In view of these facts, the court found that "Iris Connex is the first level of two shell corporations which were intended to shield the real actor, Mr. Brian Yates, from personal liability... [and that] Mr. Yates and those in active concert with him exploited the corporate form to operate largely in secret and to insulate the true party in interest from the risk associated with dubious infringement suits—that risk being fee shifting under Section 285." The court emphasized that the "entire thrust of Section 285 is to deter," finding specifically that the court had "a real concern that this entity is so structured that it would effectively avoid any deterrence by the simple granting of the 285 motion, without more." The court also found that there were no due process concerns with finding Yates directly liable because he had ample opportunity to defend himself. It further noted that he made all the decisions that rendered the case exceptional in the first place. In fact, the court believed that the case "never would have been filed but for Mr. Yates' calculated assumption that he could insulate himself personally from the possible application of Section 285." Tadlock, for his part, escaped liability for his involvement in Yates' "shell corporations" scheme, but he was sanctioned for his frivolous claim construction positions. Finally, the court found that, while Labbit exercised "extremely poor judgment," sanctions against him were not warranted.

The New Test for Non-Party Liability in Exceptional Cases

Importantly, the court created a test for attaching direct liability to nonparties in exceptional cases, noting that "the statutory text, current case law, and statutory purpose behind the Patent Act and Section 285 all support assessing direct Section 285 liability against nonparties, so long as:

  • The actor is responsible for conduct that makes the case exceptional.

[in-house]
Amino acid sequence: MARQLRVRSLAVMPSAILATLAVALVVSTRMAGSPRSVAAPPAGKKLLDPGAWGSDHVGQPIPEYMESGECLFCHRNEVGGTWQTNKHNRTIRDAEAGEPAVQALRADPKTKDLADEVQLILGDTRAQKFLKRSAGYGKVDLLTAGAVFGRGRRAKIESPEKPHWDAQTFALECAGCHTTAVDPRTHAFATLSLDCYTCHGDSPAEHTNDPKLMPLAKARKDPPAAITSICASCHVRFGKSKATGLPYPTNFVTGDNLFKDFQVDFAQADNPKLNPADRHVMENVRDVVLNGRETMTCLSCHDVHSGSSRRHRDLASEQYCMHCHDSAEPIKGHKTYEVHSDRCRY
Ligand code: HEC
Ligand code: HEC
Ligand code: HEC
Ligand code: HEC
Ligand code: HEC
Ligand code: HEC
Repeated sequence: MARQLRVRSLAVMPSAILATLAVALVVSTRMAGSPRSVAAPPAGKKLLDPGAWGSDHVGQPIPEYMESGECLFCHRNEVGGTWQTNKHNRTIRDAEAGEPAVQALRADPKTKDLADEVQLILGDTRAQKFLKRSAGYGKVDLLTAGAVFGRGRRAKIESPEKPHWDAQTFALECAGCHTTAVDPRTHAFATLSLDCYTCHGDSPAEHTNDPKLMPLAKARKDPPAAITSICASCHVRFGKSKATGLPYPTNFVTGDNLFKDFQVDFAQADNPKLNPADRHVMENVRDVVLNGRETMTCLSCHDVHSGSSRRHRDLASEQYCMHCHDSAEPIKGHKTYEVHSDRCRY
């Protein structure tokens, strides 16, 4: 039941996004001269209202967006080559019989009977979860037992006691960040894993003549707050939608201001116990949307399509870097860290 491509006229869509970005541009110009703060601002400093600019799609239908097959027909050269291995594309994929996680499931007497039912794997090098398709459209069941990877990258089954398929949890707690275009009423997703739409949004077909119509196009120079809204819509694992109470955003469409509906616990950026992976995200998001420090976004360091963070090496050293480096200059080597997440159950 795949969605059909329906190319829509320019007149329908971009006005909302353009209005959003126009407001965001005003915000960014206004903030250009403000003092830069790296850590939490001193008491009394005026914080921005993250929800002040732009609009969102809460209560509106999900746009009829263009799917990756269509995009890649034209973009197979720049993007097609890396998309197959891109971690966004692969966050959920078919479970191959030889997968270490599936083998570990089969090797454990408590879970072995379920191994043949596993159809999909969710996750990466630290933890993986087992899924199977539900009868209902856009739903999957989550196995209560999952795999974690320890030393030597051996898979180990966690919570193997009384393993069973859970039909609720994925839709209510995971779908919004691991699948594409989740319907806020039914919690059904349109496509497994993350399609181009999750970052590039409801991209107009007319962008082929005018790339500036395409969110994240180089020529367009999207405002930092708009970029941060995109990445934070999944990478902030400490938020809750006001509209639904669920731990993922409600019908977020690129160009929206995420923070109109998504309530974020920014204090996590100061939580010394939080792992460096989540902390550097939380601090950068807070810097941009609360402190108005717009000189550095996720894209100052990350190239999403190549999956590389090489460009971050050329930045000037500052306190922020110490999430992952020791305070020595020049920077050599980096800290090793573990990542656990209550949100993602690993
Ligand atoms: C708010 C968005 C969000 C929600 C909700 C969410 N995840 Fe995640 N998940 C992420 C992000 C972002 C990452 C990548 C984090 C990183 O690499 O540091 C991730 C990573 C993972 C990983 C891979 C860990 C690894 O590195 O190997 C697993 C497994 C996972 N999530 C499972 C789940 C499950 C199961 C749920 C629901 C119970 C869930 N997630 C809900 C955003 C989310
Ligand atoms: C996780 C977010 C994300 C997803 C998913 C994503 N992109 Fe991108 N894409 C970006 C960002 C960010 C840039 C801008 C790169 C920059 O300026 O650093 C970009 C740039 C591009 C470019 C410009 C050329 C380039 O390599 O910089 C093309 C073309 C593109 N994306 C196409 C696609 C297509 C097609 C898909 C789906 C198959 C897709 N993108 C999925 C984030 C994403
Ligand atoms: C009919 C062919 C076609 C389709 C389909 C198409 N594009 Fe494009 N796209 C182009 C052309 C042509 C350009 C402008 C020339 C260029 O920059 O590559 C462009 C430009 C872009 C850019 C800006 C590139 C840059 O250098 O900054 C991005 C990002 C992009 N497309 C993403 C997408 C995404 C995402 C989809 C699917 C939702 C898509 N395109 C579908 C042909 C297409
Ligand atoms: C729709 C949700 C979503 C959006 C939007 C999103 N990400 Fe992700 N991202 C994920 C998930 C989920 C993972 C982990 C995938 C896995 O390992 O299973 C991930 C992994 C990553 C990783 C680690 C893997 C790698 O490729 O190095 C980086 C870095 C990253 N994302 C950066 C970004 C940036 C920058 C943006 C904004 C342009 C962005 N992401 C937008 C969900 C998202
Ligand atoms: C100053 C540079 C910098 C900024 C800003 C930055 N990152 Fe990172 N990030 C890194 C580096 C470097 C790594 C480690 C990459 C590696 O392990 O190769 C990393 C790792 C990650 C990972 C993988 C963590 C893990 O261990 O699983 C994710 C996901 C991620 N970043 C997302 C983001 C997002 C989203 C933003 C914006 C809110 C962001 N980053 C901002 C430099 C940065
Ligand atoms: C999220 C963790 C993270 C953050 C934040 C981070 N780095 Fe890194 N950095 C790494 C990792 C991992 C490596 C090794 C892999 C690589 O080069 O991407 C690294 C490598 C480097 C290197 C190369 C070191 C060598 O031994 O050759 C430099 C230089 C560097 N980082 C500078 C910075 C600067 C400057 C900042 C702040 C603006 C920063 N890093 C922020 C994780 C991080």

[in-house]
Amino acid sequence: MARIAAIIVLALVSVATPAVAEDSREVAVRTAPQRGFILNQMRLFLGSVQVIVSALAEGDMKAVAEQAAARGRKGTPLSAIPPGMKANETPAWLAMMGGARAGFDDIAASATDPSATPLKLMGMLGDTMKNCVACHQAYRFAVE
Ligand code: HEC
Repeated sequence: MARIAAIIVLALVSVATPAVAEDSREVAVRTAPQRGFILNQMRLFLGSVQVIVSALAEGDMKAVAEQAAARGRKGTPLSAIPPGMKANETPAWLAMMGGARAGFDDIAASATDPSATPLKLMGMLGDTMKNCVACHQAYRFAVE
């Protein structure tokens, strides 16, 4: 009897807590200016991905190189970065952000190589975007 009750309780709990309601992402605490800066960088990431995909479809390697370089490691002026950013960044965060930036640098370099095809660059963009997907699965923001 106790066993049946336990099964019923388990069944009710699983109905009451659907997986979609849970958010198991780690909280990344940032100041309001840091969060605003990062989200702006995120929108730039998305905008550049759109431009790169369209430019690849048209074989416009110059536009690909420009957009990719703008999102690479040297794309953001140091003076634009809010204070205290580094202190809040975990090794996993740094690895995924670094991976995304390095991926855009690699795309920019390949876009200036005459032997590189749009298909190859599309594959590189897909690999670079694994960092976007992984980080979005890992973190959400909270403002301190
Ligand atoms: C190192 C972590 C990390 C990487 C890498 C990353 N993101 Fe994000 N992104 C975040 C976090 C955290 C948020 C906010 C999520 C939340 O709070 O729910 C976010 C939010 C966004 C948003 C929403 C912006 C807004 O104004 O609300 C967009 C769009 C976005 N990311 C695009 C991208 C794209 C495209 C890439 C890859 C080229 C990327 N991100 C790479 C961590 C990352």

• The actor is afforded due process.
  • It is equitable to do so.

In sum, to find nonparties directly liable, "[i]t is not necessary that [the nonparty] have controlled every substantive aspect of the litigation. It is only important that [its] conduct made this case exceptional." Similarly, the court found that nonparties could be sanctioned under its inherent authority if, as explained Helmac Products Corp. v. Roth (Plastics) Corp., 150 F.R.D. 563, 568 (E.D. Mich. 1993), "the nonparty has a substantial interest in the outcome of the litigation and substantially participates in the proceedings in which he interfered." Finally, recognizing other avenues for attaching liability to nonparties, the court noted that "the court, the other parties and the public have a right to know who is the real party in interest in any case.... [and Iris Connex's faulty disclosure statement] deprived Dell and the other defendants from pleading an alter ego theory of recovery or a direct liability theory against Mr. Yates early in the case."

Court's Solution Protects Litigants Against Underfunded, Sham Plaintiffs

The Iris Connex case shows that courts on the front lines of patent litigation, and particularly the Eastern District of Texas, are more adept at addressing potential systemic abuses than reform-minded politicians in Washington. Proponents of both the Innovation and Patent Acts sought to increase transparency in cases involving NPEs to address situations similar to that which arose in the Iris Connex case, though Congress could not agree on what measures to implement. But when faced with a "shell corporation" scheme centering around abuse of the corporate form to elude creditors and mislead the judiciary, as found by the court, the Eastern District of Texas created a solution—and set an example for other courts and patent litigants to follow. The test promulgated by the court sets out a roadmap for defendants in exceptional NPE cases to recover their fees from sham plaintiffs, regardless of the corporate minefields potentially fabricated by all-but hidden principals. If other courts follow the lead of the Eastern District of Texas, another problem identified by patent law reformers might be solved before they—and Congress—get around to fixing it.

Originally printed in Westlaw IP Journal on March 29, 2017.

The content of this article is intended to provide a general guide to the subject matter. Specialist advice should be sought about your specific circumstances.